Solving poverty within reach

Last week, the Michigan League for Public Policy held its 2024 Public Policy Forum, bringing together hundreds of advocates and thought leaders as well as experts from across the state to explore the theme of “Economic Justice for All” people in Michigan.

The theme of this year’s forum was timely, considering that Michigan currently has the 13th-highest poverty rate in the nation — at 13% — and that almost 18% of our state’s kids are living below the poverty line.

The data is even more dire in Northeast Michigan. In Alpena, Alcona, Montmorency, and Presque Isle counties, the respective overall poverty rates are 17%, 16%, 19%, and 13%. The respective child poverty rates in those counties are 21%, 24%, 34%, and 19%.

But this is a problem we can solve.

During my opening remarks at this year’s forum, I shared what many of us already know — that poverty is a policy choice, but that ending poverty is also a policy choice, and we have clear evidence that the right policies can work.

We only need to look at the powerful but temporary coronavirus pandemic-era investments that ensured families with no or low incomes had access to food, health care, safe housing, and cash. Those investments kept 53 million people above the poverty line and cut child poverty in half.

Now that we’ve seen the power of those poverty-fighting tools and the dire consequences of ending them, the time is now for us to work together to transform our social safety net for good.

To bring home that message, we were fortunate to be joined by two exceptional keynote speakers: Dr. Mona Hanna-Attisha and Dr. Luke Shaefer. Dr. Hanna-Attisha is a renowned pediatrician and scientist who helped uncover and combat the Flint water crisis. And Dr. Shaefer is the director of Poverty Solutions at the University of Michigan and is one of the nation’s leading scholars on poverty and social welfare policy.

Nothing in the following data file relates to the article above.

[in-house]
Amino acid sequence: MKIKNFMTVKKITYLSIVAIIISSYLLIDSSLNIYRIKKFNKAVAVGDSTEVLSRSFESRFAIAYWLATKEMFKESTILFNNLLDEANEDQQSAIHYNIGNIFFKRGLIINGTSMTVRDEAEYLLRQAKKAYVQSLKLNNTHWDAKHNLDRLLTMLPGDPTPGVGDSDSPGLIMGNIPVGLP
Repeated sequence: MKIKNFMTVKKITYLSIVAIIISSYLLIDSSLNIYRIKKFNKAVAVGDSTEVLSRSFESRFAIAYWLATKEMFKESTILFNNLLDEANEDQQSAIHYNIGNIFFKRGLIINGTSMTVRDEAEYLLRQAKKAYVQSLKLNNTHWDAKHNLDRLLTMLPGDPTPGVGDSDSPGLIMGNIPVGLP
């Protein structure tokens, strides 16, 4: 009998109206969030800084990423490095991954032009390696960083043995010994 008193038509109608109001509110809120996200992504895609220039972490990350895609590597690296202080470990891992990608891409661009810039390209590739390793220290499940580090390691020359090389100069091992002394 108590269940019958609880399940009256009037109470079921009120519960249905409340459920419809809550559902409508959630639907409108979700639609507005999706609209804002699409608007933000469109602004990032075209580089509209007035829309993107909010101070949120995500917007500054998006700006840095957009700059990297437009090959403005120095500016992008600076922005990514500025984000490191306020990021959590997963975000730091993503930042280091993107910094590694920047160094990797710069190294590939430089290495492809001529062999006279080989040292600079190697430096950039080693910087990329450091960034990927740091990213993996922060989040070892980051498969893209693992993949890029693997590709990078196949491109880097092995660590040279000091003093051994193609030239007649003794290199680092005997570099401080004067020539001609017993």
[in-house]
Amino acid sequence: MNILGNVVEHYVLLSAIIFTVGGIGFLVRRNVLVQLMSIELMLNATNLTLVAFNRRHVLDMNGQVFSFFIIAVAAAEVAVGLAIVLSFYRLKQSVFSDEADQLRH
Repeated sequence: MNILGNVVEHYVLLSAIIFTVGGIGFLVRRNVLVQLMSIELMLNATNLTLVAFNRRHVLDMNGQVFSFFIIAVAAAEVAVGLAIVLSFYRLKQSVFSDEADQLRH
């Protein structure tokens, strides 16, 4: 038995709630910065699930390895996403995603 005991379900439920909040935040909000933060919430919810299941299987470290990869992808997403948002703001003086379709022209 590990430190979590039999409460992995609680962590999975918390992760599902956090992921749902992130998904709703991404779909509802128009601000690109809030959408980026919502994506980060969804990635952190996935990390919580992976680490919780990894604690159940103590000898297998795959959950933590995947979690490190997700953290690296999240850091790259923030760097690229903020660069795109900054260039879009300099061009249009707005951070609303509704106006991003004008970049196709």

During their keynote conversation, those two trailblazers discussed their groundbreaking work in improving public health and eradicating social and economic injustices in Michigan, including their recently launched program in Flint, Rx Kids. That first-in-the-nation program provides $1,500 in cash to Flint moms during pregnancy and $500 every month during the first year of a baby’s life. The program launched earlier this year and is already making a huge difference in the lives of Flint families, with program participants reporting that they have used the funds for things like diapers, baby monitors, car seats, and child savings accounts.

Getting the innovative program off the ground required fundraising, a C.S. Mott Foundation challenge grant, and Temporary Assistance for Needy Families funds leveraged from the state. And TANF funds are something to sit up and take notice of, as the Rx Kids program is effectively using state TANF funds for what they were always intended to be used for: to help more Michigan families with low incomes reach financial stability.

During the forum, Dr. Shaefer also shared some insights from his recent book, “The Injustice of Place: Uncovering the Legacy of Poverty in America,” which takes a close look at some of the most disadvantaged communities in America. What Shaefer and his colleagues discovered is that most places with the greatest need are not urban, but rather rural communities that have a history of “raw, intensive resource extraction and human exploitation.”

Because of a lack of critical mass, as Dr. Shaefer explained, our social safety net is not built up in rural areas.

And, rural or urban, it’s important to note history’s role in the challenges communities face today — for example, the level of segregation in a community over 100 years ago can predict the poverty level today.

That’s why it’s critical that we adopt solutions and programs that will help families here in Michigan to not only survive, but thrive.

Because we do have the power to eradicate poverty through policy change and the equitable use of our tax dollars, but it will take strong partnerships, bold action, and unwavering tenacity to make it happen.

The Rx Kids program is a perfect example of what can be achieved when a couple of smart and determined people come together with the right organizations and state partners to make what some would call the impossible possible.

Monique Stanton is president and CEO of the Michigan League for Public Policy.


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